The primary drawback to pecan wood is that it has a high moisture content, and it can shrink dramatically. When using this wood, people should make sure that it is fully cured, or they may run into problems as the wood shrinks. Green pecan wood can also warp as it shrinks, which can create other issues. This wood also tends to take best to screws, rather than nails, and it can help to predrill it to facilitate the process of joinery.

A number of finishes can be used with pecan wood. The wood takes stain well after drying, and it can also be varnished with both dull and matte varnishes. Many people like to simply sand it to smooth it and lightly finish it, allowing the natural grain of the pecan wood to show. Pecan wood can also be painted. In some construction projects, it may be used with other visually interesting woods to create a rich pattern of textures and colors, as seen in pecanwood tables, chairs, and other woodworking projects.

In addition to being used in construction, pecan wood can also be used for smoking and other cooking tasks. Like other members of the hickory family, it can impart a rich, complex flavor to foods smoked over pecan logs or charcoal with pecan chips. It can also be used to make grilling planks for foods such as seafood. Pecan wood chips and grilling planks should be soaked before use so that they will release their scent slowly over time, rather than simply burning.

About Mechanics is dedicated to providing accurate and trustworthy information. We carefully select reputable sources and employ a rigorous fact-checking process to maintain the highest standards. To learn more about our commitment to accuracy, read our editorial process.
Mary McMahon
By Mary McMahon

Ever since she began contributing to the site several years ago, Mary has embraced the exciting challenge of being a About Mechanics researcher and writer. Mary has a liberal arts degree from Goddard College and spends her free time reading, cooking, and exploring the great outdoors.

Discussion Comments
By bythewell — On Jun 27, 2011

Pecans take a long time to get to the point where you can use them as hardwood flooring, but if you want to give it a try you can console yourself with the delicious nuts for a few decades before you cut it down.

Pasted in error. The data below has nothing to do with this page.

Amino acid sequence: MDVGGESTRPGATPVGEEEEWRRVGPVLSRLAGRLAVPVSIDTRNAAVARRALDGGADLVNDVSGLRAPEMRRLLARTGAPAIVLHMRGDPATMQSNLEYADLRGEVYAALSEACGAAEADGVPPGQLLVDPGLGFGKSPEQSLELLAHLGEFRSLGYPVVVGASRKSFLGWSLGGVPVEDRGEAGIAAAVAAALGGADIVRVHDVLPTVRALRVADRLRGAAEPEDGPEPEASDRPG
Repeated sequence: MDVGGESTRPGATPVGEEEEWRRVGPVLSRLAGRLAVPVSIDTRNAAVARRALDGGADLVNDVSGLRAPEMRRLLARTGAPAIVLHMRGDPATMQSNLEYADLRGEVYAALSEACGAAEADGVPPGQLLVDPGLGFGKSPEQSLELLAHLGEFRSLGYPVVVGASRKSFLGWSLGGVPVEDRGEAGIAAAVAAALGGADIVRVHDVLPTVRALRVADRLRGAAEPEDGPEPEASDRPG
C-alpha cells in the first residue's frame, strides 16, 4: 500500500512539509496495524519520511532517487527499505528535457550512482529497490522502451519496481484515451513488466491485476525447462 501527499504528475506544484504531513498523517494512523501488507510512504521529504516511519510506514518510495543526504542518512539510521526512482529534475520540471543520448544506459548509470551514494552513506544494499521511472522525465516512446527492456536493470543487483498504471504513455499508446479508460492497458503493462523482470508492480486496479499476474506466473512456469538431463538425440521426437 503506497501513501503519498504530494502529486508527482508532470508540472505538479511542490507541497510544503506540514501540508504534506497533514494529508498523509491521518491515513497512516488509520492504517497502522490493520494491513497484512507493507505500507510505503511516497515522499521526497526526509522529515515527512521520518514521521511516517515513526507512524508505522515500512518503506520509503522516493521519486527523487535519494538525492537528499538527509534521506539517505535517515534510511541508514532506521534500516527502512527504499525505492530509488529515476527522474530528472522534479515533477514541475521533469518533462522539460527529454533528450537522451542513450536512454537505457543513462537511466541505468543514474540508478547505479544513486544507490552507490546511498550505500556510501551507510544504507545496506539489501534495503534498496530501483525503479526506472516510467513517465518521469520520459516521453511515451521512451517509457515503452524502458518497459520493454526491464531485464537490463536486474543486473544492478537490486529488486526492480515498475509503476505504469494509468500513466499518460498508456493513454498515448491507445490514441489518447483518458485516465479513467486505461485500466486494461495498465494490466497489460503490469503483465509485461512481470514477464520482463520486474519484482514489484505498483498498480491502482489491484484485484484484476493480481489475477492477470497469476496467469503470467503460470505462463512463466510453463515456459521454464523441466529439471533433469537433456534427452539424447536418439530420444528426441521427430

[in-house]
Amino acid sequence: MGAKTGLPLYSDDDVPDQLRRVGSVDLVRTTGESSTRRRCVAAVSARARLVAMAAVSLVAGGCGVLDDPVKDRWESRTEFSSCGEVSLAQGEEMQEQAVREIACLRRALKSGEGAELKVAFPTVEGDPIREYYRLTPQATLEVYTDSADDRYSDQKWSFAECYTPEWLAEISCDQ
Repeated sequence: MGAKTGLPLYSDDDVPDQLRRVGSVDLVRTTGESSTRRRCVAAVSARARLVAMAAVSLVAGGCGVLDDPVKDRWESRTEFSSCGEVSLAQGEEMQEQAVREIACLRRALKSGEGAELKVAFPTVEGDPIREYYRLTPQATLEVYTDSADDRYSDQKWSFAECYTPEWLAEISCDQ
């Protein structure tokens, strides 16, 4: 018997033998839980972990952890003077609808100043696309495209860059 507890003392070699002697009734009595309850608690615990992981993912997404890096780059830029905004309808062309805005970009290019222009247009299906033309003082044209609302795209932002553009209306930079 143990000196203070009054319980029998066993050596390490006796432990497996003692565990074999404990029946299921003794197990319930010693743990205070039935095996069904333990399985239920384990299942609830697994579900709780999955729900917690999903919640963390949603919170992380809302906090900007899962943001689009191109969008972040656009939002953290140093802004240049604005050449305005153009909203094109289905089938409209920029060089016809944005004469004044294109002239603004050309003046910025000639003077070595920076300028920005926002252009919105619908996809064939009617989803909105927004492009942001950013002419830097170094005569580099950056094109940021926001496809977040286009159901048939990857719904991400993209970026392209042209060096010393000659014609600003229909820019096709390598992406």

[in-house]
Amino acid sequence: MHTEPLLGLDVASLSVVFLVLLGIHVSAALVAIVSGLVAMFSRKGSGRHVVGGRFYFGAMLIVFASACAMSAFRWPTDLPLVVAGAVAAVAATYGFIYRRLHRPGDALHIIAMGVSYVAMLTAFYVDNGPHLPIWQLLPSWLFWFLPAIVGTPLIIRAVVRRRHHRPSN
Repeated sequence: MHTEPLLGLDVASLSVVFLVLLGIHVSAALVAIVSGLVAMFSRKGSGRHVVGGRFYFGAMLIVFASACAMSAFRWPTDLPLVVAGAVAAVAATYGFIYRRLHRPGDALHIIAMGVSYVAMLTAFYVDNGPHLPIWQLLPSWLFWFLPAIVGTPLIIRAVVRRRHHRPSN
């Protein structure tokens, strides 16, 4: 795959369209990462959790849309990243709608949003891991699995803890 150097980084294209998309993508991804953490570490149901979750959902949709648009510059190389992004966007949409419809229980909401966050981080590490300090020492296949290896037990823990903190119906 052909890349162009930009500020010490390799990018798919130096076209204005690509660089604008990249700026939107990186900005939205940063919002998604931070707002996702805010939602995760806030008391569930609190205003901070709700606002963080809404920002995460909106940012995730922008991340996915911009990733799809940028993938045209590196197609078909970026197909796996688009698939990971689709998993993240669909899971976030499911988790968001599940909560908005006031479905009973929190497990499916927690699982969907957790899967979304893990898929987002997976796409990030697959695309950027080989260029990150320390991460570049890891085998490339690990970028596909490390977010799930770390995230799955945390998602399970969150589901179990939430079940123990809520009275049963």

There are a few types that will start to bear nuts around five years after you plant them (as a young tree, it takes much longer if they are grown from seed).

You also need to have at least two different kinds of trees in close proximately for them to cross pollinate or they won't bear good crops.

Get some good advice on how to trim and shape the tree when it is young and it will make some excellent timber one day.

By that point you might be too attached to harm it though.

By umbra21 — On Jun 26, 2011

One of the most environmentally friendly ways you can source pecan lumber is to find a company which clears pecan plantation trees.

The trees need huge amounts of space to grow well, as they need a lot of sunshine and they grow to be big trees over the three hundred or so years that they will produce nuts.

So, often trees in plantations will be thinned out, and sometimes the wood is just burned.

But more often now there are companies which sell the wood of the trees that have to be culled.

Since they are going to be cut anyway, and they aren't really part of a forest ecosystem, you can buy this wood with a clear conscience.

Mary McMahon
Mary McMahon

Ever since she began contributing to the site several years ago, Mary has embraced the exciting challenge of being a...

Learn more
About Mechanics, in your inbox

Our latest articles, guides, and more, delivered daily.

About Mechanics, in your inbox

Our latest articles, guides, and more, delivered daily.